• Sahar Abdulaziz



June 4th, The Broken Half made her debut. She’s official. Ready to be read, discussed and debated over. She is beautiful, yet daunting, riveting and deliciously enthralling- or so I have been told… However, what The Broken Half was NOT supposed to be – was exasperating. For me, Murphy’s Law knew no bounds.

Each and every step closer to production was met with interesting hurdles, twists and turns. That is to be expected, and in all honesty, a learning curve for sure. Nevertheless, I blundered on bravely, riding each wave to the shore, wet from head-to-toe, waterlogged and exhausted, but most assuredly on land.

Many authors have made the comparison, me included, that the publication of their work into a book is equivalent to giving birth, metaphorically of cause, but in my case, I did in fact experience labor pains. Not to the level I did birthing my six children mind you, but agonizing all the same.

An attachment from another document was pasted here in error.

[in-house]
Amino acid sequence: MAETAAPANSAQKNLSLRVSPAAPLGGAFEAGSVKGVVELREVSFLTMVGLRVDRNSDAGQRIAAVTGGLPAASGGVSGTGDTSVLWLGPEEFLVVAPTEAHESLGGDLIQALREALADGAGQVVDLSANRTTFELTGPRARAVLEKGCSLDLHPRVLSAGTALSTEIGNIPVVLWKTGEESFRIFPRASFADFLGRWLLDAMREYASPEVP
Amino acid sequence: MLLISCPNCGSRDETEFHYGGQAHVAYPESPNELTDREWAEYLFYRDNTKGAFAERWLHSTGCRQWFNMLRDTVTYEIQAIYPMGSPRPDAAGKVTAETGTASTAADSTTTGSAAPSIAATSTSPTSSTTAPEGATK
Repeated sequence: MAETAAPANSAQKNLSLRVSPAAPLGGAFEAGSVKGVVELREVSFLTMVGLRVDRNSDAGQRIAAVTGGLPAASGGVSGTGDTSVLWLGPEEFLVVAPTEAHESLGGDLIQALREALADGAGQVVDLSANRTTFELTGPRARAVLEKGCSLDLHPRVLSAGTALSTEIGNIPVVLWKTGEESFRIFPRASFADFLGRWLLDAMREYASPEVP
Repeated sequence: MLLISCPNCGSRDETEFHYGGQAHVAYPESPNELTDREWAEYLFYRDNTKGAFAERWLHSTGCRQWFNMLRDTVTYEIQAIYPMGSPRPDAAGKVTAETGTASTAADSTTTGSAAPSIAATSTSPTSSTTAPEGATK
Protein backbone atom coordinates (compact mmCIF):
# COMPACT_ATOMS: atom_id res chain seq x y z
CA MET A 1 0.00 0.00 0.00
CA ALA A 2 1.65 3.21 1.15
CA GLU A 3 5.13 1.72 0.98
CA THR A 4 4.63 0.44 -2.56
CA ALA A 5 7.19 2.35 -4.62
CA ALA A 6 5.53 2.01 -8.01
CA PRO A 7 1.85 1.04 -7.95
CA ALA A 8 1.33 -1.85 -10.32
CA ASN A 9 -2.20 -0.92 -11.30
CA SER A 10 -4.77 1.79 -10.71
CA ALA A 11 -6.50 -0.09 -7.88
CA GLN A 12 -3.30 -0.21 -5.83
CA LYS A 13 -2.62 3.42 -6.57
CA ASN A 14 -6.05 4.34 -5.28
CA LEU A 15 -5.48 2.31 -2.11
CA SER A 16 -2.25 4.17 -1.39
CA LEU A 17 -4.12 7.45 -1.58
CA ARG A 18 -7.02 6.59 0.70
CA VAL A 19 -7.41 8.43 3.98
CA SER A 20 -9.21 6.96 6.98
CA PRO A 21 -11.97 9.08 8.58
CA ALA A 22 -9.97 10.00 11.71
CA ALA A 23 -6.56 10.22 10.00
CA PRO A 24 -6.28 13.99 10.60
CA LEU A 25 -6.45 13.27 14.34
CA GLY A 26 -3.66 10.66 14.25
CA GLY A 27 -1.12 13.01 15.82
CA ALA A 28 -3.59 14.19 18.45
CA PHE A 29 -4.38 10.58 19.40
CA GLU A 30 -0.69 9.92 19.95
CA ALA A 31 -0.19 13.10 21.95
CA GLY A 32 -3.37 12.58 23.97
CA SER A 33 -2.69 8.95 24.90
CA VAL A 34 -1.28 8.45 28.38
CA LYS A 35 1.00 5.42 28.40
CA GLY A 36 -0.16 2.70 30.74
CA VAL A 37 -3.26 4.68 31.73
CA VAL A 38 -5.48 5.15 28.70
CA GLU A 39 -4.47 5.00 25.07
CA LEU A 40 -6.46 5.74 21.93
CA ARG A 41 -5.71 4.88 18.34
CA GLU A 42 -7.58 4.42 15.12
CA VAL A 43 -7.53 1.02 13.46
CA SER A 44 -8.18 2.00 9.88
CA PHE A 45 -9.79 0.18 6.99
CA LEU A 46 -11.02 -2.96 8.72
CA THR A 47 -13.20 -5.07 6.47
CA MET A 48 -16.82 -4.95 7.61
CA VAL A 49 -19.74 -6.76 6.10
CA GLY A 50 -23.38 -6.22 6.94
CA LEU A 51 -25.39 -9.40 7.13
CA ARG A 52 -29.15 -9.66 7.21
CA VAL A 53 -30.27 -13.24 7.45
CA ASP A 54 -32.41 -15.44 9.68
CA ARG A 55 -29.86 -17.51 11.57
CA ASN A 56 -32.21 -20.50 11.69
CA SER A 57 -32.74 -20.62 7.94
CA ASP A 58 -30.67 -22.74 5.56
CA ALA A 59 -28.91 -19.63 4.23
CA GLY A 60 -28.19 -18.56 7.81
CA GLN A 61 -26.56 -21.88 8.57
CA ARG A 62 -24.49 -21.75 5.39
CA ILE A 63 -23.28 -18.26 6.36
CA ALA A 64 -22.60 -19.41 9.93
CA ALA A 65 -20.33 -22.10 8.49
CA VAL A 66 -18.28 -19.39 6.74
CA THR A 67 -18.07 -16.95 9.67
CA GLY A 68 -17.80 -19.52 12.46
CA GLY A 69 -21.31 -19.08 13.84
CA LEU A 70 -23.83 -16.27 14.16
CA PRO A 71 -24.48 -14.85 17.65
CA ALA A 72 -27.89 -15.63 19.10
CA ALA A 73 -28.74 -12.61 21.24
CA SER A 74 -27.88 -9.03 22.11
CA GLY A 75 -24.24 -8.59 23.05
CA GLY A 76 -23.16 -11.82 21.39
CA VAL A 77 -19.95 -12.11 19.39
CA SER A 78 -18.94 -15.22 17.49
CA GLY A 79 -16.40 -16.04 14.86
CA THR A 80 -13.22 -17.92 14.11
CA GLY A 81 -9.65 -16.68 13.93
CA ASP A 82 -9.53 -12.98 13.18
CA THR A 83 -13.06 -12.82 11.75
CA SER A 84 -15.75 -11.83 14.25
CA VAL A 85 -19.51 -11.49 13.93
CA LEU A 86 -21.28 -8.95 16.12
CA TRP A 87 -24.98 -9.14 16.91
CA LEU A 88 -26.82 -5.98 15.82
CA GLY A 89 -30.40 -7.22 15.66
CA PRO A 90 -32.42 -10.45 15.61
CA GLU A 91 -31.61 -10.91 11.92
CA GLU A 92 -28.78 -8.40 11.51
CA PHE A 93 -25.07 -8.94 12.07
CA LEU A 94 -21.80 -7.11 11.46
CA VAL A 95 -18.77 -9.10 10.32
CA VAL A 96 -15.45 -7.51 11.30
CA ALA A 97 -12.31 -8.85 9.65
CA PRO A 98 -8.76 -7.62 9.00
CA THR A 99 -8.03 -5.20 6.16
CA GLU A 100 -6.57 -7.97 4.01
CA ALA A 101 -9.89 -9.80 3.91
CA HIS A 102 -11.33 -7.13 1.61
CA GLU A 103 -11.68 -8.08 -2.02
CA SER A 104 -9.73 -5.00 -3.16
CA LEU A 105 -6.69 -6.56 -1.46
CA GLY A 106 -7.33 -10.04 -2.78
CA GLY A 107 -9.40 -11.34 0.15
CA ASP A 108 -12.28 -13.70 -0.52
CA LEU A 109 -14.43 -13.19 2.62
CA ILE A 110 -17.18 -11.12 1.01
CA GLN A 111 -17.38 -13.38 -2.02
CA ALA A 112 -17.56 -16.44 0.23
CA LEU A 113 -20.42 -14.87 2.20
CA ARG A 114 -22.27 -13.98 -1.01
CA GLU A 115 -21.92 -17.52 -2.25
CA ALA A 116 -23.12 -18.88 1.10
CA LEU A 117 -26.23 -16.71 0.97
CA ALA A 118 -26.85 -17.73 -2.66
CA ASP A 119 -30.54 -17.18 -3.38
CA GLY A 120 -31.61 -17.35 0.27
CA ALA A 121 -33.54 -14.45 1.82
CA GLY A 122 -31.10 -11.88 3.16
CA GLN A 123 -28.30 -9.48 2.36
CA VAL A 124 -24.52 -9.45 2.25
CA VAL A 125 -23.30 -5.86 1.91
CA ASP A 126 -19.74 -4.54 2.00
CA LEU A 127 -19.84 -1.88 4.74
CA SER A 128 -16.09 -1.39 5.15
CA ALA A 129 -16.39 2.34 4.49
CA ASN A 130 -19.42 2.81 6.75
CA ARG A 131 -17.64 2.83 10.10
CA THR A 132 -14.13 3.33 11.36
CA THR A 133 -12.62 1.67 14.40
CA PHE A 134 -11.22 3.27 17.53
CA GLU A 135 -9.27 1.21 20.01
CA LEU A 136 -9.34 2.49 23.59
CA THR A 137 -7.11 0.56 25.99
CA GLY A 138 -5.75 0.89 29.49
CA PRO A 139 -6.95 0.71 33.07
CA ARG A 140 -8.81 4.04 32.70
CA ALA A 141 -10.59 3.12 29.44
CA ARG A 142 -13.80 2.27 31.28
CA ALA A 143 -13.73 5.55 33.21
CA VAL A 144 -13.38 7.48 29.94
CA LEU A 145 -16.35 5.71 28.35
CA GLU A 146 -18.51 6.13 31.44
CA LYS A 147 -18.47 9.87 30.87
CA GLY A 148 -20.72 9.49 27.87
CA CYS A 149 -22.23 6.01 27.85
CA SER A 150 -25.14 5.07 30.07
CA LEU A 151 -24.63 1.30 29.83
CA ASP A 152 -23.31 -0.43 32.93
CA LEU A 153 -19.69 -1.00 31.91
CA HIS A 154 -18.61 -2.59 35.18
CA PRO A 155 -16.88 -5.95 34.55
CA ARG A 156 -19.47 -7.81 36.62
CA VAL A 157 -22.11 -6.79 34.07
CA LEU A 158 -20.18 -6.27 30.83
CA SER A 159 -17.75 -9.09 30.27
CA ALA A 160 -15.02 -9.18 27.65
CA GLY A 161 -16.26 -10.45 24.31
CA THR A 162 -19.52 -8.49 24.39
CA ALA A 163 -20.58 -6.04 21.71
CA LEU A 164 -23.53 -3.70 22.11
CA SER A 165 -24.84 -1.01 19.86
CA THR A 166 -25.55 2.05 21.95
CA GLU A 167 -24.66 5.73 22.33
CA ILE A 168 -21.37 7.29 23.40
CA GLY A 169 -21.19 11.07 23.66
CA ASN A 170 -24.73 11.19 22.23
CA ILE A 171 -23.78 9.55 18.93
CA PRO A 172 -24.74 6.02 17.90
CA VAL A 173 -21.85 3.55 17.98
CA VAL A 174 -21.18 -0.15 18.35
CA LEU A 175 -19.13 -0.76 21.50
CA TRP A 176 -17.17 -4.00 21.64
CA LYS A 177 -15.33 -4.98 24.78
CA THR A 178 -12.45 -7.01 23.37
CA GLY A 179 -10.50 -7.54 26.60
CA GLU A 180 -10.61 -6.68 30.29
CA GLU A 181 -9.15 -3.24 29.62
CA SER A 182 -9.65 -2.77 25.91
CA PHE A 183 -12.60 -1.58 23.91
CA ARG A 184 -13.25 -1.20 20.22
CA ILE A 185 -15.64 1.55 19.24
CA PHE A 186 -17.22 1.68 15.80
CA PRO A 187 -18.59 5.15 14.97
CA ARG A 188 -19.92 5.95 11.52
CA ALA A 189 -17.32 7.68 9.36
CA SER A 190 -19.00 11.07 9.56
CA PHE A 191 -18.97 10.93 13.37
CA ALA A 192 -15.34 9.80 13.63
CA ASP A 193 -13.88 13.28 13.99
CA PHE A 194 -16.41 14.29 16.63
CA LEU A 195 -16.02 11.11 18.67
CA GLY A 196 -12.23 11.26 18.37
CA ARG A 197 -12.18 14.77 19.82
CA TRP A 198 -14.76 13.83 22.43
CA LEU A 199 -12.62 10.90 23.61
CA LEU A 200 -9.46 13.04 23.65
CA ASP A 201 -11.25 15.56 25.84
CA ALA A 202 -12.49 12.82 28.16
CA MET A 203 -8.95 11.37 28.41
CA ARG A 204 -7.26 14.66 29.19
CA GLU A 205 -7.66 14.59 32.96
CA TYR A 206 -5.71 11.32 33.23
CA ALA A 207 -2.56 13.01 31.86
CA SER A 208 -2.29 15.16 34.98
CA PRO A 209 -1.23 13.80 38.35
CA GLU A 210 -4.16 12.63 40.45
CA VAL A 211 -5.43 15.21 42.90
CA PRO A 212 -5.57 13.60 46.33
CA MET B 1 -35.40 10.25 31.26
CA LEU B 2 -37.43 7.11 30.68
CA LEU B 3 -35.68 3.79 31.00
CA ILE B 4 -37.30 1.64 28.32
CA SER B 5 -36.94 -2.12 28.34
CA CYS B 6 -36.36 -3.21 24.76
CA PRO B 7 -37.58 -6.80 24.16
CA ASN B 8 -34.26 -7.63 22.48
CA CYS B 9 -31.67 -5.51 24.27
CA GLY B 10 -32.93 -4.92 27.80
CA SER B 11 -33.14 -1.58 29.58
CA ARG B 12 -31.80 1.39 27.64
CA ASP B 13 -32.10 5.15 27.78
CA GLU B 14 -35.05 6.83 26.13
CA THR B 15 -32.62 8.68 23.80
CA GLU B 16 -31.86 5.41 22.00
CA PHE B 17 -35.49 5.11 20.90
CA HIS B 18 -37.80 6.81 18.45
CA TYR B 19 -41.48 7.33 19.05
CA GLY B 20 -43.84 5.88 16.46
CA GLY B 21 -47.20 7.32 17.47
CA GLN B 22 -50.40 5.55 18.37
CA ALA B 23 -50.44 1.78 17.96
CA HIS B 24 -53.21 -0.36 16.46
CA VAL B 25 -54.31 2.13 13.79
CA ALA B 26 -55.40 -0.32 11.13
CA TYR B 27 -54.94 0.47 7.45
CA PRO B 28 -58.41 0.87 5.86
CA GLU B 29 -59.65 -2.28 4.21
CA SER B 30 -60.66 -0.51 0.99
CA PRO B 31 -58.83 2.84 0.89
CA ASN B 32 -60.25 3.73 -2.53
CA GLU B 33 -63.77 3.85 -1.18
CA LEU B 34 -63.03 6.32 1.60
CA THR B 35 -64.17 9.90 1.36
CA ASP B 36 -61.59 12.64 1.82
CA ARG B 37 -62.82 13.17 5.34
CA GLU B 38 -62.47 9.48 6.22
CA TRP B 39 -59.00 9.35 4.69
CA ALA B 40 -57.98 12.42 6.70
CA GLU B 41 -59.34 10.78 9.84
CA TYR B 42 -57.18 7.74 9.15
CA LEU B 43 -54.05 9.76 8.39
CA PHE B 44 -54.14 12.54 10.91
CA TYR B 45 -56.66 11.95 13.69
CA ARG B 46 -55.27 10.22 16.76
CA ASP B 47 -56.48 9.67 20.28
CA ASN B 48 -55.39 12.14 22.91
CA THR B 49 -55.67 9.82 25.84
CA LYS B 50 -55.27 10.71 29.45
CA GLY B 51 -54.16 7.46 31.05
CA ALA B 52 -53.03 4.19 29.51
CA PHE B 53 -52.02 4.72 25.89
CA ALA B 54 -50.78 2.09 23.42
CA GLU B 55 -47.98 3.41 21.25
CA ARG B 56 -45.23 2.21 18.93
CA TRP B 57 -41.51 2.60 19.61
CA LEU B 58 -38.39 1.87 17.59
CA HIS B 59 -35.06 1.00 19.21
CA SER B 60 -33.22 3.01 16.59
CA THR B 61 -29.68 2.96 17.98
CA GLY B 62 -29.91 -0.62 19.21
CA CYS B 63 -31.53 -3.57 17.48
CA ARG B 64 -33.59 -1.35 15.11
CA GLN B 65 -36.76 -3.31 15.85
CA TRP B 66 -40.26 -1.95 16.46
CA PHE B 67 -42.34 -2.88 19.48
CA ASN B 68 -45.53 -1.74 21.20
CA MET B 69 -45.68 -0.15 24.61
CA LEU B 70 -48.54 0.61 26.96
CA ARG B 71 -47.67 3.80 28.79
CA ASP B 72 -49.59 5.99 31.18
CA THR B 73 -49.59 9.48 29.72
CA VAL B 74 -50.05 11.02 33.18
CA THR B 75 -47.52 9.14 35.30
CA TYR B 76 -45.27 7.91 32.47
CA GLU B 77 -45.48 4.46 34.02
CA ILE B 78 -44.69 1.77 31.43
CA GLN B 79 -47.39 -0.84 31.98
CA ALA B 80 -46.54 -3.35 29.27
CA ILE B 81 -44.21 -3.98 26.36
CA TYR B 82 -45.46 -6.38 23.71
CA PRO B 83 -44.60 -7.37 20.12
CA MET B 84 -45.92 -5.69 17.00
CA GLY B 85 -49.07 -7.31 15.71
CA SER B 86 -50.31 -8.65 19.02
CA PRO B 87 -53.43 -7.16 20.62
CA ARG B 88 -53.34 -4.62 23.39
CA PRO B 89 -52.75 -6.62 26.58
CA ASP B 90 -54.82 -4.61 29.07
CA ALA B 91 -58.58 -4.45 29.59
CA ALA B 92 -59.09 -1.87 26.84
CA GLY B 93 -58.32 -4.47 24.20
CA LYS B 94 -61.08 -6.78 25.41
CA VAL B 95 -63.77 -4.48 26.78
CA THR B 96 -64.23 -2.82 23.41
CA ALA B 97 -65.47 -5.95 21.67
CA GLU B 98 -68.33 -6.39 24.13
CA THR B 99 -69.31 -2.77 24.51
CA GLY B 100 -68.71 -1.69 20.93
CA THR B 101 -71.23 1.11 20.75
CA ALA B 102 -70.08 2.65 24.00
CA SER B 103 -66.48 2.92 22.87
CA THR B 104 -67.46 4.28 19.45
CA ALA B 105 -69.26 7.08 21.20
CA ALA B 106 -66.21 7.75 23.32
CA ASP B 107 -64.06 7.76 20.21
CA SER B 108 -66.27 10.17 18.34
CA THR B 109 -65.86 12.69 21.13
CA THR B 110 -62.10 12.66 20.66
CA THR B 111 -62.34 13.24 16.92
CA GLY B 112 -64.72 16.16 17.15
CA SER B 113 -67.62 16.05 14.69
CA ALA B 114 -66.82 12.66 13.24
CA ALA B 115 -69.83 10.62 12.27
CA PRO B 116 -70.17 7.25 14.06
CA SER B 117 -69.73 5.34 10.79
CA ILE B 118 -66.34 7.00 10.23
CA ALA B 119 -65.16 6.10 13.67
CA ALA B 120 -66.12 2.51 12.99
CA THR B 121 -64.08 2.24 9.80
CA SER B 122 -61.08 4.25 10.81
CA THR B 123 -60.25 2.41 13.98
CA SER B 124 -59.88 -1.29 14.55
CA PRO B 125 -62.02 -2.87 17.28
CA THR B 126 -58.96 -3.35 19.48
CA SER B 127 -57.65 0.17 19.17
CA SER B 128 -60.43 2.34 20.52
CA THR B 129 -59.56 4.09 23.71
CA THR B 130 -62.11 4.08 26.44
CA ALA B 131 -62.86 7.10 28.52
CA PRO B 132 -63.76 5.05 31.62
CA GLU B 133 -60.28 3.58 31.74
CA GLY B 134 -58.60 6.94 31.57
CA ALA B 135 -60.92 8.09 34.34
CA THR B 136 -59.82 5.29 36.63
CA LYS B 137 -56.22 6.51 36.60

And than LAUNCH DAY happened.

Behind the scenes and façade, I ran the gamut of polarized emotions. Everything from crying jags when I found typos, to tears of joy when reviewers contacted me- graciously sharing how much they enjoyed the book, and how they valued the important message embedded within its pages.

Reviewers reviewed. Readers read. Yet glitches in the system kept rearing its formidable head. I drowned myself with gallons of hot tea and pounds of raw cashews. My head ached, my body hurt, my thighs grew larger, [I swear], and my mind, well~ let’s just say I was fried.

Kept going over and over in my head- had I done a good enough job? Would the words resonate? Could the early readers forgive the typos -and still take satisfaction in the book? Had I let my friends and family down? My publishing team? My Publisher? Am I really an author, a writer, or a faker in the game?

And than my copy arrived in the mail.

I took her gingerly out of the box, holding my breath. Slowly and meticulously I unwrapped her. Then I sat down, ran my fingers through her pages and over her cover. Lastly, I hugged her close to my heart. “Welcome to my growing family you flawed piece of beauty.”

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